CSS Fix for Text Widget Without Title
I previously wrote about using a Text Widget without a Widget Title or Name as a way to gain a small improvement in SEO for a WordPress.com blog (see WordPress Widget Headings) by using a lower order <h> attribute than the <h3> standard mark-up used by the theme.
Some themes play nicely when the title is blank by collapsing the space used by the title if it is missing. More themes however keep the space intended for the title resulting in a large blank space that spoils the appearance of the blog. This can be fixed fairly easily using CSS styles to reposition the widget content.
Search In Place Plugin Smart WordPress Search
Search In Place, a newly released plugin for WordPress (self hosted) blogs “Ajaxifies” the standard WordPress search. Start typing a search term – more than 3 characters) and the plugin starts looking for results that get displayed in a drop-down list.
The plugin description on WordPress.org informs users:
Search in Place improves blog search by displaying query results in real-time. Search in place displays a list with results dynamically as you enter the search criteria.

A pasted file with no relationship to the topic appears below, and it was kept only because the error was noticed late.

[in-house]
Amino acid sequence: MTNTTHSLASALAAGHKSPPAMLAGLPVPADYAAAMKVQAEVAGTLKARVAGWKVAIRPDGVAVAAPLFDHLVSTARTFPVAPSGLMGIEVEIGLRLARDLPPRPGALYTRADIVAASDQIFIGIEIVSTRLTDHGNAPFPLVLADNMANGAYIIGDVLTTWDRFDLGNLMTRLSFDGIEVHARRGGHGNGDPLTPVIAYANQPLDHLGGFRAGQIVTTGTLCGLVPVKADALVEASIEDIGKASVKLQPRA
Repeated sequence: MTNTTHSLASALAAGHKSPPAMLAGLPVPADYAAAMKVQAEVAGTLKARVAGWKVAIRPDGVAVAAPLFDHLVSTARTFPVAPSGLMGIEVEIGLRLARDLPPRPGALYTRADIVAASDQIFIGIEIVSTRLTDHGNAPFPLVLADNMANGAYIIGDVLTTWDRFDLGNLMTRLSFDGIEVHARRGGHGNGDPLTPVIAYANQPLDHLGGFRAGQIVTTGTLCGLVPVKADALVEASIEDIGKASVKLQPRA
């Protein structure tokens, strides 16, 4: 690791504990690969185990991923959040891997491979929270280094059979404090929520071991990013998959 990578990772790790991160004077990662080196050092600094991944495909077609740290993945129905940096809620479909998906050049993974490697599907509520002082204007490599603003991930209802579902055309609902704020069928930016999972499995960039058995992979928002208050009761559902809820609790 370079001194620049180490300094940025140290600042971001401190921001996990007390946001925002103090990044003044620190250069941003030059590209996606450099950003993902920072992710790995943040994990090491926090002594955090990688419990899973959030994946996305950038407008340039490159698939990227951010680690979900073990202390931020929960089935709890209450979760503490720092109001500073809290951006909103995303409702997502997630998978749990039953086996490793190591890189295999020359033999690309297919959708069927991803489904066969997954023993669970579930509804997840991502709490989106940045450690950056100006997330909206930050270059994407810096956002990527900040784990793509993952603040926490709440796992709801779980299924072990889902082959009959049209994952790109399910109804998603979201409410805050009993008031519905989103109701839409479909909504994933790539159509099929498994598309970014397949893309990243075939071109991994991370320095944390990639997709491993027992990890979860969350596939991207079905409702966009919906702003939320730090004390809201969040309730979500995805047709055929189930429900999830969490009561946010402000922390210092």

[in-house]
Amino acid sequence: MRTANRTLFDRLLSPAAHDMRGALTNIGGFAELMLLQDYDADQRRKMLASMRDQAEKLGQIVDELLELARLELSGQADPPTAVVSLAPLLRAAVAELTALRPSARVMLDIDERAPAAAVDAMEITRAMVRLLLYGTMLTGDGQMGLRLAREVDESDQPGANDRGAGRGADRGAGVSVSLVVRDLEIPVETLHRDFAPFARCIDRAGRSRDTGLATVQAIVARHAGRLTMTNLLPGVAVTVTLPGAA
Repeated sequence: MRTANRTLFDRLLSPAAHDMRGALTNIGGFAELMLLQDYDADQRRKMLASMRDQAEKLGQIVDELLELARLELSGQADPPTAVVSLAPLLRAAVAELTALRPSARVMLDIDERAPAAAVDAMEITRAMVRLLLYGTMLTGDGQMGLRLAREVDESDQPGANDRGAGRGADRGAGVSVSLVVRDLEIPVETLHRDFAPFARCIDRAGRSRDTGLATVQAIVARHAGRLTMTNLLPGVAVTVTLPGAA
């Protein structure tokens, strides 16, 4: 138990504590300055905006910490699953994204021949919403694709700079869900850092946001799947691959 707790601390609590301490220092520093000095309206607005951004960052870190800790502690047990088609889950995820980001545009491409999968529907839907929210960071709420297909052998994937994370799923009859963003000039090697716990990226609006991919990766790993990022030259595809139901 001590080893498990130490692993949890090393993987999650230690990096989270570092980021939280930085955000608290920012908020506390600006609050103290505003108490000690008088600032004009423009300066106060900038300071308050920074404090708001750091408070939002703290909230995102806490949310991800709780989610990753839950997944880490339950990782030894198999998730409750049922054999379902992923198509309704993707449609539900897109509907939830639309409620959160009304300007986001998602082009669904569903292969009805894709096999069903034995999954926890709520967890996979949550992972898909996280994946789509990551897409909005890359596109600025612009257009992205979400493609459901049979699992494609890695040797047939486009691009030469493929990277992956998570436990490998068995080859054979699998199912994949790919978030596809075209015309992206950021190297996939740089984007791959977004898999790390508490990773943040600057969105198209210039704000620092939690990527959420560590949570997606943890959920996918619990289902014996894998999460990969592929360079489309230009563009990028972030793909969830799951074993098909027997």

Search in Place groups search results by their type, labeling them as post, page, or attachment, and highlights the searched terms.
As can be seen from the screen capture image on the right, starting to type a search term (e.g. plugin) results in a list of matching results appearing while you type. I found this plugin today mentioned in the “Newest Plugins” in one of my WordPress sites dashboards. So it was installed and tested; and kept.
Nice features include grouping the results by content type e.g. Page/Post, and the featured image thumbnails showing up in the list.
A Basic WordPress Widget Heading Error
WordPress is mostly a SEO friendly system, yet there is one critical error that will reduce the optimisation of a WordPress blog or website: WordPress encloses Widget Titles within <h3> header markup. WordPress is not the only system theme developers make this basic error – I’ve also seen Drupal themes using h3 and worse still h2
The three primary heading markup tags really should only ever be used in content.
- <h1> markup should only be used for page or post TITLES
- <h2> should be the introduction content heading, with occasional use to separate really important sections of articles.
- <h3> should be used to separate subsections included under <h2> markup tags…
Ideally, Widget Titles and the widget content that follows should use the lowest possible heading tag markup; preferably <h5> or <h6>